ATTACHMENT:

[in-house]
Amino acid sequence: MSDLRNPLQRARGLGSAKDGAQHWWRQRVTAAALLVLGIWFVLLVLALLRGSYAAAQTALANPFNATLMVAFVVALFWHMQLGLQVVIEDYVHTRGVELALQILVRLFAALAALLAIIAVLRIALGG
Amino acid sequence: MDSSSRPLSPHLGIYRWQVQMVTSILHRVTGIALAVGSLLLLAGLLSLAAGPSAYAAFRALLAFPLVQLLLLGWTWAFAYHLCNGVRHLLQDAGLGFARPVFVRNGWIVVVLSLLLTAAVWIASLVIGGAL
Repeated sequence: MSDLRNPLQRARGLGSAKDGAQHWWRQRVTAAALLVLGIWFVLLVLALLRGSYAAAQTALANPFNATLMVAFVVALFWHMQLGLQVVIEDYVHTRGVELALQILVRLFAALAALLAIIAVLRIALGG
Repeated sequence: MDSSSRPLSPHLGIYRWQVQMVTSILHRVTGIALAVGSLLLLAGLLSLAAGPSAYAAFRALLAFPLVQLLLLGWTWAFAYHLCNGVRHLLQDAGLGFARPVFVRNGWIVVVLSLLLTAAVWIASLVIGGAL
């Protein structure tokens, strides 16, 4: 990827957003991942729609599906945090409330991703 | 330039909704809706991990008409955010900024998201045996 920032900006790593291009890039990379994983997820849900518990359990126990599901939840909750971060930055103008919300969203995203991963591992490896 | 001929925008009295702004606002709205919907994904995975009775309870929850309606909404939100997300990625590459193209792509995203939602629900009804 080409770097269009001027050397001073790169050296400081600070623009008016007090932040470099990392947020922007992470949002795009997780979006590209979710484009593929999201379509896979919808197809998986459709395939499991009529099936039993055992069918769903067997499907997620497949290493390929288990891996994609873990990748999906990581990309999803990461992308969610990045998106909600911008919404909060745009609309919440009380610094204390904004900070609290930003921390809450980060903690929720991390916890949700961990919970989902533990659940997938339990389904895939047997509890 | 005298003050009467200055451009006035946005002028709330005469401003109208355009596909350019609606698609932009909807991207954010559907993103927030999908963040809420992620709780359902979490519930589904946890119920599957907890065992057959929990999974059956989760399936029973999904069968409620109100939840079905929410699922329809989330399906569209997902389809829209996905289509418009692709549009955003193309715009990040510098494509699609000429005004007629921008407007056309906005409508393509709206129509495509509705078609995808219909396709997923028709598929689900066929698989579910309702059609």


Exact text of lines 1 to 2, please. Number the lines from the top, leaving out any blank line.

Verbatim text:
[in-house]
Amino acid sequence: MSDLRNPLQRARGLGSAKDGAQHWWRQRVTAAALLVLGIWFVLLVLALLRGSYAAAQTALANPFNATLMVAFVVALFWHMQLGLQVVIEDYVHTRGVELALQILVRLFAALAALLAIIAVLRIALGG